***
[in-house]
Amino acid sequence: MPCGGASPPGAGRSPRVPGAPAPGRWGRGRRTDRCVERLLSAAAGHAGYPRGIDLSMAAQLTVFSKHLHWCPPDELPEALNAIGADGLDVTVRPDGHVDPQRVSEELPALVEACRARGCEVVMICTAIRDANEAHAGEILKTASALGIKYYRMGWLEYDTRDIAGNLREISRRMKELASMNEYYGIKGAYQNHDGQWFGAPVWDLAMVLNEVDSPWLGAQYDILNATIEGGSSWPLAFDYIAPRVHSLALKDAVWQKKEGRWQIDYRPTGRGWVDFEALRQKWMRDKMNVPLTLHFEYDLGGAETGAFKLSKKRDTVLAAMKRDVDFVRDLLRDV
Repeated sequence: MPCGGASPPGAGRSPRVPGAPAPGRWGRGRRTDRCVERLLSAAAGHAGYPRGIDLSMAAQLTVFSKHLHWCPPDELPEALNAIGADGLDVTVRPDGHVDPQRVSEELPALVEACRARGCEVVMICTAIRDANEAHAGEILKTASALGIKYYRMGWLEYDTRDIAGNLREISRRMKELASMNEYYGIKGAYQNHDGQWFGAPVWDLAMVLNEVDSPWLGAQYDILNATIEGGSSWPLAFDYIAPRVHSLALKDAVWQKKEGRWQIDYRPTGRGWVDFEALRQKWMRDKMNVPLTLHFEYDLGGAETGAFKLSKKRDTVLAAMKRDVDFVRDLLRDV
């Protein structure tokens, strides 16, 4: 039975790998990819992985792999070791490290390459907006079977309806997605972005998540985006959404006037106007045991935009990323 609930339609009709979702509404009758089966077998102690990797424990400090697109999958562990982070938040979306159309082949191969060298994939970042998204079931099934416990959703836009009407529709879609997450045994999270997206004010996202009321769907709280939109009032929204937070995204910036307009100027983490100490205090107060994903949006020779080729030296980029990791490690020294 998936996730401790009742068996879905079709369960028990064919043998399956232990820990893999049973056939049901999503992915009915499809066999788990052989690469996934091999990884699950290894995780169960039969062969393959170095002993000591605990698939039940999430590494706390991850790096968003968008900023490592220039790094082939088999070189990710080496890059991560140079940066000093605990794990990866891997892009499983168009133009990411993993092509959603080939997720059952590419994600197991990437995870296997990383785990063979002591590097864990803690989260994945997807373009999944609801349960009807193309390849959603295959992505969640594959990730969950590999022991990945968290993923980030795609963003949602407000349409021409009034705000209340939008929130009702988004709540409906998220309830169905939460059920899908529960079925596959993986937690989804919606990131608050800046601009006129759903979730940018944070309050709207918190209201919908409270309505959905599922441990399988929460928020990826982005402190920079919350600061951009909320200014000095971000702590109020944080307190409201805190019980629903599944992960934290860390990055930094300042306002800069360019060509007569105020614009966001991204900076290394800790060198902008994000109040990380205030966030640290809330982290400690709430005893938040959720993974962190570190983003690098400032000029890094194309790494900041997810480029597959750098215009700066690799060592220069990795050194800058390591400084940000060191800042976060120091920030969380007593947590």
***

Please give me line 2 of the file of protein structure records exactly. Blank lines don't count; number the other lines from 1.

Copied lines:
Amino acid sequence: MPCGGASPPGAGRSPRVPGAPAPGRWGRGRRTDRCVERLLSAAAGHAGYPRGIDLSMAAQLTVFSKHLHWCPPDELPEALNAIGADGLDVTVRPDGHVDPQRVSEELPALVEACRARGCEVVMICTAIRDANEAHAGEILKTASALGIKYYRMGWLEYDTRDIAGNLREISRRMKELASMNEYYGIKGAYQNHDGQWFGAPVWDLAMVLNEVDSPWLGAQYDILNATIEGGSSWPLAFDYIAPRVHSLALKDAVWQKKEGRWQIDYRPTGRGWVDFEALRQKWMRDKMNVPLTLHFEYDLGGAETGAFKLSKKRDTVLAAMKRDVDFVRDLLRDV